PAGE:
What to Watch This Week: Turning Red

Turning Red

Turning Red is the story of Meilin “Mei” Lee (Rosalie Chiang). As a 13-year-old living in 2002 Canada, Mei finds herself slightly over-extended. She’s basically in every club, and a top student in all her classes, and she works tirelessly for her parents, and, and, and… As a result, Mei finds herself incredibly stressed and unable to really spend time with her loving friends. One morning Mei wakes up to discover she has transformed into a giant, furry, red panda. She’s horrified but Mei soon learns that a) this is a common occurrence for the women in her family and b) she can control the effects of the “curse” by remaining calm and stoic. However, as more time passes, Mei soon learns that being an out-of-control panda also has its perks.

What works in Turning Red is the packaging. Director Domee Shi, who won the Academy Award for Best Animated Short Film with Bao, tackles some very tough issues head-on in this coming-of-age tale. Most of these are representations of growth: being a 13-year-old girl comes with experiencing a lot of changes physically, emotionally, and psychologically. Shi’s metaphor for this is digestible (and cute!): the panda persona has considerable depth and layers. In addition, Shi explores familial dynamics, particularly those often layered within Chinese culture. Mei and her mom love each other, but they also must navigate how to respect each other’s boundaries, wishes, and flaws. All-in-all, there are many wonderful messages Turning Red wants to convey.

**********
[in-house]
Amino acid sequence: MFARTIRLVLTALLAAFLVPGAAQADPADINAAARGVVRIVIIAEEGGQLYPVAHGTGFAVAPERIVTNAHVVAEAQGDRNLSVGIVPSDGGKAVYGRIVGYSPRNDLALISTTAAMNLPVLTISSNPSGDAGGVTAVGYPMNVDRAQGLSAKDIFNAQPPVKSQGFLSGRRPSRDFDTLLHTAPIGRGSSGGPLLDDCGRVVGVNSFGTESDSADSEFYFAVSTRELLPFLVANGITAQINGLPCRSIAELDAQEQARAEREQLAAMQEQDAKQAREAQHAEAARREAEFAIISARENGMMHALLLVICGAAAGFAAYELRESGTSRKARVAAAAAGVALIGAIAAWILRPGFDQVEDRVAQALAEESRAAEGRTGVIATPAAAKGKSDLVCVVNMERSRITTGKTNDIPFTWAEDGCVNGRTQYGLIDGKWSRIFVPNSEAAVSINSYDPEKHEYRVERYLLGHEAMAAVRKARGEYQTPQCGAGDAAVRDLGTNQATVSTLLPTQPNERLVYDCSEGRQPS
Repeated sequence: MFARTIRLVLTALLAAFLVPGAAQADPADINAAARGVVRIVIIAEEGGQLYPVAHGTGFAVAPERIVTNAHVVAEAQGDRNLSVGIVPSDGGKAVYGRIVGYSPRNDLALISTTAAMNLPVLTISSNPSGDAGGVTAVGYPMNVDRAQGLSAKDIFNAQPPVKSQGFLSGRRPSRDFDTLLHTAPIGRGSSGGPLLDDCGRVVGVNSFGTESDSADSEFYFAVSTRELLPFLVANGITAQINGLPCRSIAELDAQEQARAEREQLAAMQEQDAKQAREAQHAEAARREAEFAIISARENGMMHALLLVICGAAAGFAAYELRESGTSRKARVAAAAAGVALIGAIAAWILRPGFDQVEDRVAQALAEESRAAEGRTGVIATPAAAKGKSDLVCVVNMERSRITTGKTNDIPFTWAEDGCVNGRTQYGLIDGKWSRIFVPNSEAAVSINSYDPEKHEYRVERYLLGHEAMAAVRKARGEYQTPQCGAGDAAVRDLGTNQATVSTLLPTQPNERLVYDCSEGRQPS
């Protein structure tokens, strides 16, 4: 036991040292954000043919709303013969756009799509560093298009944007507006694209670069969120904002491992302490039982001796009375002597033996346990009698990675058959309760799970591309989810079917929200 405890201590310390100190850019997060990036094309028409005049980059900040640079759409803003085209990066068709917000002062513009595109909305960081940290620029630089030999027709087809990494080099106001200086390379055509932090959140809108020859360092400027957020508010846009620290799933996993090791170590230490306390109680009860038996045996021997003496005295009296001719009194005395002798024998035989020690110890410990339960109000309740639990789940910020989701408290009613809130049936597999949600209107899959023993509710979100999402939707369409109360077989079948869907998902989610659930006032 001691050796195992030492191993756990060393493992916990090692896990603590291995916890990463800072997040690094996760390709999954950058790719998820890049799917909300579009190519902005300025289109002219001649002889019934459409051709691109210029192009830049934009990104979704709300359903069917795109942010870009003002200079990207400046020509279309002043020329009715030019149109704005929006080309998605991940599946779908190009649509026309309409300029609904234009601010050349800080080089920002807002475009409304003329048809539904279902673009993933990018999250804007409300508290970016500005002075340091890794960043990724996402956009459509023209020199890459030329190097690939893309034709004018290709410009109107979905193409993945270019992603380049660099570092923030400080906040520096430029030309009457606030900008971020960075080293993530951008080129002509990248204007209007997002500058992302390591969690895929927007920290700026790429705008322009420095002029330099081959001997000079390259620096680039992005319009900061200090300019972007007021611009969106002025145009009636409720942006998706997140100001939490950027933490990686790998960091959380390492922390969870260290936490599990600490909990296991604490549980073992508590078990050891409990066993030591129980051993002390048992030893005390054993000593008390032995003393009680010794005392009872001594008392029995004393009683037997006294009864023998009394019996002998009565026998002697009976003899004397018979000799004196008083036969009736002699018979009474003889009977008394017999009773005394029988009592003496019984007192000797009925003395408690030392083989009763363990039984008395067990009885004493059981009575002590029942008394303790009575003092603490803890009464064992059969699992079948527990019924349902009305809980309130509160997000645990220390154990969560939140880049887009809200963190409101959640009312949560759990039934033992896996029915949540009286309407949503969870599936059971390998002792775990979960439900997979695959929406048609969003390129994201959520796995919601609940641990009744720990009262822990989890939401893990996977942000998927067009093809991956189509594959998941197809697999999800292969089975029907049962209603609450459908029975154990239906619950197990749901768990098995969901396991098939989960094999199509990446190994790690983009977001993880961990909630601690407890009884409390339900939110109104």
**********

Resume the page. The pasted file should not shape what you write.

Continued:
RELATED: Turning Red | Director Domee Shi’s Story About The Universal Struggle Of Growing Up

Some audience members may not enjoy Turning Red as much as others due to relate-ability. First, the mother-daughter relationship is often cringe-worthy: Mei’s mom goes so far as to follow her to school and wave a box of pads outside an 8th grade classroom while screaming loudly. While its certainly common for parents and teenagers to clash during these years, there are many situations that could have been diffused with a conversation. Next is the time period. Setting Turning Red in 2002 is humorous for those who remember that era and the film takes advantage of this by heavily incorporating the technology of the time and the boy-band craze. But for younger audiences, it’s likely that many references will be lost or unappreciated. And finally, while the wrap-up to Turning Red lands in a good place, there are some questionable actions and messages along the way, specifically about expressing healthy emotions.

Turning Red is laudable for tackling some pretty tricky topics with aplomb. It might not resonate with all viewers on a universal level, but there are certainly plenty of patrons who will appreciate the challenges and themes inherent to the narrative.

Recommended if you Enjoyed: Inside Out, Up

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